Congress spoke with one voice on Thursday against Russia’s annexation of Crimea, passing legislation in the House and Senate giving help to cash-strapped Ukraine and imposing sanctions against Russia.
The Senate approved the legislation by voice vote at the same time the House was passing a different version on a 399-19 vote.
The votes were a show of solidarity with President Barack Obama, who had already announced sanctions against Russian President Vladimir Putin and others. The president spent several days rallying U.S. allies to stand firm against Putin’s aggression.
Lawmakers intended to get a final measure to the White House by day’s end.
Sen. Bob Menendez, D-N.J., chairman of the Senate Foreign Relations Committee, said the votes were “critical for President Putin to hear.”
“We are in a dangerous moment in history with global consequences and the world is watching,” he said.
Menendez said the Senate bill would provide $1 billion in loan guarantees to help stabilize Ukraine’s economy and would authorize assistance for democracy, governance and civil society programs and enhanced security cooperation. It also would provide support for the Ukrainian government to help recover assets linked to corruption by former Ukraine government officials.
The measure also would sanction those who are responsible for human rights abuses against anti-government protesters and those responsible for undermining the peace and sovereignty of the Ukraine.
Targeting Russia, the bill also would freeze assets and revoke visas of Russian officials and their associates who are complicit in or responsible for significant corruption in Ukraine.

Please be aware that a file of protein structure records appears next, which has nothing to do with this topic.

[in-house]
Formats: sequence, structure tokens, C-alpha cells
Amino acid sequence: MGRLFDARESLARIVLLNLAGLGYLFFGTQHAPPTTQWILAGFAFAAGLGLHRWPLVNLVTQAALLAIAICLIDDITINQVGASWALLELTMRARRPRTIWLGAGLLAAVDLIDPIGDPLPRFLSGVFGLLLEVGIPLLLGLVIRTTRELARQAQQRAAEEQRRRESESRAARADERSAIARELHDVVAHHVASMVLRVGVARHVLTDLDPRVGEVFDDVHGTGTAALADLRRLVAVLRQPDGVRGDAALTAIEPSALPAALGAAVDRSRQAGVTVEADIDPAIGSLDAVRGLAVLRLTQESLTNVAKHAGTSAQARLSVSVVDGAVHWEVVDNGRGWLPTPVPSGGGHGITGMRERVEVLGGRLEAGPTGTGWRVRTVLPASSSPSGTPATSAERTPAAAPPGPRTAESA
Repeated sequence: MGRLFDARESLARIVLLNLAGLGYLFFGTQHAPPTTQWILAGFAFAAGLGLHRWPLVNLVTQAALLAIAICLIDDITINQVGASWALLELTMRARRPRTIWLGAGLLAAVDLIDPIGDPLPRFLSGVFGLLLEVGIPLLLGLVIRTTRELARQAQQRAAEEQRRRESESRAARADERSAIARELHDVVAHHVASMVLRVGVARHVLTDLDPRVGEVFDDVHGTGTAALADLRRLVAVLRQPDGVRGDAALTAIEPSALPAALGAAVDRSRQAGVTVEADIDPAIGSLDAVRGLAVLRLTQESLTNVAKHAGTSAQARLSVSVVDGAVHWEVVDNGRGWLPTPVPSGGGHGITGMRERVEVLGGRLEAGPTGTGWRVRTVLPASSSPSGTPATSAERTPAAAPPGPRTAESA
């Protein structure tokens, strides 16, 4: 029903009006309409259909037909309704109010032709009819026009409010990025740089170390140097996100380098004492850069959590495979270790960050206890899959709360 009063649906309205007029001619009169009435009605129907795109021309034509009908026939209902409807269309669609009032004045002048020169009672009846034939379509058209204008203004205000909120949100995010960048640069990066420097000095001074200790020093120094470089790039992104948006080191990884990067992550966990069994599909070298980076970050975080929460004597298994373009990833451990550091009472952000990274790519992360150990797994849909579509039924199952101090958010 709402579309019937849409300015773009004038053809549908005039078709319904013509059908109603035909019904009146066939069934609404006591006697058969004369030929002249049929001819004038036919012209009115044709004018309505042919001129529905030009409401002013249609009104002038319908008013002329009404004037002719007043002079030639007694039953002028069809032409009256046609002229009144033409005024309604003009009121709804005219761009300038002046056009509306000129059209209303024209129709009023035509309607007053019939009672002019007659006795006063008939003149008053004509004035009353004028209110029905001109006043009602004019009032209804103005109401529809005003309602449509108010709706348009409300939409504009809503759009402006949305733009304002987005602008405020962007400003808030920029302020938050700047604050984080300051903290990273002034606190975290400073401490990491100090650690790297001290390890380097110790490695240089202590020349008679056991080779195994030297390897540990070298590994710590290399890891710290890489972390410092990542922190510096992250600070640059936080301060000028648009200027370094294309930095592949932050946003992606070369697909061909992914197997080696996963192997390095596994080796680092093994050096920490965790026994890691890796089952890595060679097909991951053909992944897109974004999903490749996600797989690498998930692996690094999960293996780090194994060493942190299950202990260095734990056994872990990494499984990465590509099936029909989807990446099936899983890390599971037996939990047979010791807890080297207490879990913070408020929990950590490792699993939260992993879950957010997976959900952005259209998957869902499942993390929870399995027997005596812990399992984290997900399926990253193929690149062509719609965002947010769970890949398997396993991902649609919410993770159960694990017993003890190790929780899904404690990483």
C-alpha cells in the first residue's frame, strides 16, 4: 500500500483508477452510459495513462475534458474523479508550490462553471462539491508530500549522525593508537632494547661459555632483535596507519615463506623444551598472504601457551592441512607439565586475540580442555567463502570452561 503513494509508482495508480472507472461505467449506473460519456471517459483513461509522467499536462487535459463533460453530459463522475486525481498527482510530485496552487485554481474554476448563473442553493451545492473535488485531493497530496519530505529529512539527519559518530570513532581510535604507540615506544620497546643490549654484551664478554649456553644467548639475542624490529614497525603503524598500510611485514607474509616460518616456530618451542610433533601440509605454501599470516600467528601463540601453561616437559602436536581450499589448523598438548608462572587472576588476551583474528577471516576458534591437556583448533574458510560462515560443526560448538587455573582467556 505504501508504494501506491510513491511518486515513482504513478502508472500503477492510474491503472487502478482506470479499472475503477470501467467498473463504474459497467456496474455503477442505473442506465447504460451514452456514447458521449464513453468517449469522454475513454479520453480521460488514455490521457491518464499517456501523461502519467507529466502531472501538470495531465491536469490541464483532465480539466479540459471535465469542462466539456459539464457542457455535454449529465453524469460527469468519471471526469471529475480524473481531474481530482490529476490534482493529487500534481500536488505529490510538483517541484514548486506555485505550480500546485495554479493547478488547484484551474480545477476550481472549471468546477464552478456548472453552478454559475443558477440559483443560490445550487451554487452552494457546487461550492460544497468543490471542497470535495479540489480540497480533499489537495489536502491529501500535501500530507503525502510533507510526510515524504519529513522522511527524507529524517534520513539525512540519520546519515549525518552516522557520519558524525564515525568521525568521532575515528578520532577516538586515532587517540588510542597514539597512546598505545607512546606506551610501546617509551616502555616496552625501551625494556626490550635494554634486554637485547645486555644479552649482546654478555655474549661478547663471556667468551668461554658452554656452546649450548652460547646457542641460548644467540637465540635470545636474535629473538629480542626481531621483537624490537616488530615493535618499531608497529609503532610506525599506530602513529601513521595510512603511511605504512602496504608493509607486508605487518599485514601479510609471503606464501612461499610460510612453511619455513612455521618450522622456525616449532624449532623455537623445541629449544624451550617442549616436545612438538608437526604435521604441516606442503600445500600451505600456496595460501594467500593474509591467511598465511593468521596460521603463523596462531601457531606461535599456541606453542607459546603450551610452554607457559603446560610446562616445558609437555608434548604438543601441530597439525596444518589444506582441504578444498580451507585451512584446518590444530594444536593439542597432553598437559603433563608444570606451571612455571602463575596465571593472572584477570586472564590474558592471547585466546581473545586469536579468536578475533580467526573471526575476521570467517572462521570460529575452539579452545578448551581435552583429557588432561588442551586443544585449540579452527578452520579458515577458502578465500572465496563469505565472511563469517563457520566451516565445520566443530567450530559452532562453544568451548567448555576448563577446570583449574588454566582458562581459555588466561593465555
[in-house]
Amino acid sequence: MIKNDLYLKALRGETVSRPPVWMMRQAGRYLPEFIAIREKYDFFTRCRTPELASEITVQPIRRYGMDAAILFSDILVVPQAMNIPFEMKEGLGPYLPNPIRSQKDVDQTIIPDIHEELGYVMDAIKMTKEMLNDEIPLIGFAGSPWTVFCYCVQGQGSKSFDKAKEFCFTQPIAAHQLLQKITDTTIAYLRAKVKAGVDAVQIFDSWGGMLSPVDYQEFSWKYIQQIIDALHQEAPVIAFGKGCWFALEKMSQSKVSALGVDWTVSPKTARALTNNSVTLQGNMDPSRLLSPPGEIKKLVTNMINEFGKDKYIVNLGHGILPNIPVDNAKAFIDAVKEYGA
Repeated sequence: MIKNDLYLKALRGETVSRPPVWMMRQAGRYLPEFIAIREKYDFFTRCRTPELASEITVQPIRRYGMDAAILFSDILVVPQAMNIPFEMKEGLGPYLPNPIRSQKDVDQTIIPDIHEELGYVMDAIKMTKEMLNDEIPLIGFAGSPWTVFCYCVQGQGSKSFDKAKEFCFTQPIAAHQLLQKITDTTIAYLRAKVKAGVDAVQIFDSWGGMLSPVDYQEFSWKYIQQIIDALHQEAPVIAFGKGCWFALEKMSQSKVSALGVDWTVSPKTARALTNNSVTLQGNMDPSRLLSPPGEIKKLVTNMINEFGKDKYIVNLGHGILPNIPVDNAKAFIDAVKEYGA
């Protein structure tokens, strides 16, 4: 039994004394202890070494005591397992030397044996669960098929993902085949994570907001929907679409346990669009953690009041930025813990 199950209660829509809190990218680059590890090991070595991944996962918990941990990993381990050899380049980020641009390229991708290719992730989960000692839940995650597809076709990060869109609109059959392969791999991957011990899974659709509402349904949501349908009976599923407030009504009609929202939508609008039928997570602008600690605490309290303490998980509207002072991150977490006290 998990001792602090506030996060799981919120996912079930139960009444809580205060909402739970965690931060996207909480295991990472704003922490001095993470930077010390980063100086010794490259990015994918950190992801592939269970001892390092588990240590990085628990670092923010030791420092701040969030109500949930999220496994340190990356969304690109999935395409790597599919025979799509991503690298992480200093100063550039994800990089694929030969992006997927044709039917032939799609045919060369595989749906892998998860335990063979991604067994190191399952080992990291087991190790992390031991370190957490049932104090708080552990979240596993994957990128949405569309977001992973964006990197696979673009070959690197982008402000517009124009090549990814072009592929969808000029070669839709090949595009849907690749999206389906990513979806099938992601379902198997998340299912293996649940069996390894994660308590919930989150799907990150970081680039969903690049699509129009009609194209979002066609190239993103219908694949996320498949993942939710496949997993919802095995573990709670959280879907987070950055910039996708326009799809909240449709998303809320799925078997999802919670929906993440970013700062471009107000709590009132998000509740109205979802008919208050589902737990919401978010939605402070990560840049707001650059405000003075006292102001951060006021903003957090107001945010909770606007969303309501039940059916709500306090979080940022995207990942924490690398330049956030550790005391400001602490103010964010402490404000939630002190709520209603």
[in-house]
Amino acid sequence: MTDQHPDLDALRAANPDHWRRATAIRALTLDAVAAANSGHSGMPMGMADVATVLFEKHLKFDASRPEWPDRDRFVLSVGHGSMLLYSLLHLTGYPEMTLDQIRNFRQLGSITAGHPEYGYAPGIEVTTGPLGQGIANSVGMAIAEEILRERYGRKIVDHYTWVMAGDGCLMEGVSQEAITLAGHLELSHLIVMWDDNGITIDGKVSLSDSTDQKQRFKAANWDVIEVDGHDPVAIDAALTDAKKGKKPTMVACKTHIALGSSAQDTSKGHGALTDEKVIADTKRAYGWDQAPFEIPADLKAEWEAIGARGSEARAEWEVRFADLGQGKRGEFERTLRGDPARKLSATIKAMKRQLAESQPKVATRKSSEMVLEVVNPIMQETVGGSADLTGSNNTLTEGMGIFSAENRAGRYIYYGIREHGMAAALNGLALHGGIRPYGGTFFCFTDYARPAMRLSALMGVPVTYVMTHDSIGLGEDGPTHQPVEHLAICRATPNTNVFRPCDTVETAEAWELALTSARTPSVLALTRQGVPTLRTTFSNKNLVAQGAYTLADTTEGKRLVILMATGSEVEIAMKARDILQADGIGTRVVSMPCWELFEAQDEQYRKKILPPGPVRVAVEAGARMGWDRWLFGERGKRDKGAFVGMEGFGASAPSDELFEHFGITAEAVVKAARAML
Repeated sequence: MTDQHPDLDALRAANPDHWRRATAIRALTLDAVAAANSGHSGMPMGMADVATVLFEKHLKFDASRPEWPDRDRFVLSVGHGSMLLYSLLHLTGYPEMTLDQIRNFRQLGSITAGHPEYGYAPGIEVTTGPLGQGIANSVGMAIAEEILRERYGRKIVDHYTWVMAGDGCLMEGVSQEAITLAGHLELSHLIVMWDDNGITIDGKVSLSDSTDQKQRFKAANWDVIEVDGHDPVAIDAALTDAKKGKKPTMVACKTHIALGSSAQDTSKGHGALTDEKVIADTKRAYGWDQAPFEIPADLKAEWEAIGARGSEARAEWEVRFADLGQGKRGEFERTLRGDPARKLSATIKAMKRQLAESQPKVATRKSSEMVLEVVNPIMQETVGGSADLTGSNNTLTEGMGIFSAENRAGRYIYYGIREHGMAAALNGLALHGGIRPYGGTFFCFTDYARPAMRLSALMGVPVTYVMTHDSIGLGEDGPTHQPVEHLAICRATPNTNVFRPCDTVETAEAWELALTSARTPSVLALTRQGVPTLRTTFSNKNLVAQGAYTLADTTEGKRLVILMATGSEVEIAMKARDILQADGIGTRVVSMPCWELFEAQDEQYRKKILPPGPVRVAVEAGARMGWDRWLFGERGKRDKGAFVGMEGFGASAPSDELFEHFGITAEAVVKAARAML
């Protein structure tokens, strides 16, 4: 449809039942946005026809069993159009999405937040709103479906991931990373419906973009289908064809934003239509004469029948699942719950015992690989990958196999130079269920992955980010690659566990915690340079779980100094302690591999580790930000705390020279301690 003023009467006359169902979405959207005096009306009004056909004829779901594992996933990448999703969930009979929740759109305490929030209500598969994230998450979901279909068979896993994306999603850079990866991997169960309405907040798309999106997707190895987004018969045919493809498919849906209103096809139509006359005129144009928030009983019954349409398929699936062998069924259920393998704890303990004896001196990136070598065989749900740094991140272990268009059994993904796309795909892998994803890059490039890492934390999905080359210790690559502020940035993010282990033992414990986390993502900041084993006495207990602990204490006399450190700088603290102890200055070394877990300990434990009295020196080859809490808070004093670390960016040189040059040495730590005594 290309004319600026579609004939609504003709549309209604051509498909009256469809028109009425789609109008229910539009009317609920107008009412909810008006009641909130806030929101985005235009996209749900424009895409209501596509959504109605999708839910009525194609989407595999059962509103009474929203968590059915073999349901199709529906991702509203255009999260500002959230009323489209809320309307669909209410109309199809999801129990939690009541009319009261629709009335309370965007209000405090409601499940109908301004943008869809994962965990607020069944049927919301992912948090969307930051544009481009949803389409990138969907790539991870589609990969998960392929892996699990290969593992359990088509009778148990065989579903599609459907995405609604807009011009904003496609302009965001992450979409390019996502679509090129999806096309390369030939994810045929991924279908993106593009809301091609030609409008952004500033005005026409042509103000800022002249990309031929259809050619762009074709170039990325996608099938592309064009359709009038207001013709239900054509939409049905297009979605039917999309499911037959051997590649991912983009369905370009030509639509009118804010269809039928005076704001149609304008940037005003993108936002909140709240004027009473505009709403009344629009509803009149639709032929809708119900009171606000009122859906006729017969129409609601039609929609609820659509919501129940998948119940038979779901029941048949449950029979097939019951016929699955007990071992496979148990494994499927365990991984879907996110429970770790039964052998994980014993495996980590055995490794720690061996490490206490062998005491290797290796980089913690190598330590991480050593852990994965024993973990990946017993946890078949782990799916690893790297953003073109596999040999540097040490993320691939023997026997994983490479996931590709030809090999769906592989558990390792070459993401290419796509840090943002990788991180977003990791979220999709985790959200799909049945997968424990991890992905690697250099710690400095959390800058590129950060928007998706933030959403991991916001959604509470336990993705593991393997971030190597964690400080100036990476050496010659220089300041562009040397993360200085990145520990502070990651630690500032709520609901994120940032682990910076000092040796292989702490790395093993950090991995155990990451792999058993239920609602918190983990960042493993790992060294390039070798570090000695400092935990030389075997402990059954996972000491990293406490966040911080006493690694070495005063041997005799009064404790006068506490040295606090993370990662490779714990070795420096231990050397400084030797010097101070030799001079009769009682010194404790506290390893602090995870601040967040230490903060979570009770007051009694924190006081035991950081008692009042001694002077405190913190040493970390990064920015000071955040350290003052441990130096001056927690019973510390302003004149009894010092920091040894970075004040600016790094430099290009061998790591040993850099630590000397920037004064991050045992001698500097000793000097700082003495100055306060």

“Putin’s cronies should recognize that Putin may not be the right horse to be betting on any longer,” Menendez said.
The Senate bill authorizes $50 million in assistance to Ukraine for such things as improving democratic governance and anti-corruption efforts; supporting free and fair elections in Ukraine; and bolstering democratic institutions and civil society organizations.
The bill authorizes an additional $100 million to enhance security cooperation among the United States, European Union and countries in central and eastern Europe and further authorizes the president to provide defense articles and services, and additional security assistance to Ukraine and countries in the region.
Ukraine, a nation of 46 million people, is battling to install a semblance of normalcy since Ukraine’s pro-Russia president, Viktor Yanukovych, was ousted in February after months of protests ignited by his decision to back away from closer relations with the EU and turn toward Russia.
During the past few weeks, an interim government has formed, Ukraine lost Crimea to Russia and further possible military incursions by Russia are feared. The country is also bracing for a turbulent political season ahead of the upcoming presidential vote.
Ukraine’s Finance Ministry has said it needs $35 billion over the next two years to avoid default.
Asked if the $1 billion in loan guarantees that Congress was pledging was enough, Menendez noted that the U.S. was the largest contributor to the International Monetary Fund, which in a separate move on Thursday pledged up to $18 billion in loans to prop up Ukraine’s teetering economy. The money is hinged on structural reforms that Ukraine has pledged to undertake.
Other donors, including the European Union and Japan, have already pledged further aid to Ukraine, conditional on the conclusion of an IMF bailout and reform package. The total amount of international assistance will be about $27 billion over the next two years.
Separately, the 28-nation EU has prepared a wider aid package including loans and grants for Ukraine expected to total more than $10 billion over the coming years.
Taken together, all the assistance is in the “ballpark of what we need,” Menendez said.
Swift approval of the legislation came after Senate Democrats backed down and stripped International Monetary Fund reform language from the bill. The move signaled a retreat for Democrats and the Obama administration, which had promoted the IMF provisions.
But with tens of thousands of Russian troops amassed on Ukraine’s eastern border, Senate Democrats decided it was more important to denounce Russia, codify sanctions against Putin’s inner circle and support Ukraine rather than push now for the IMF changes.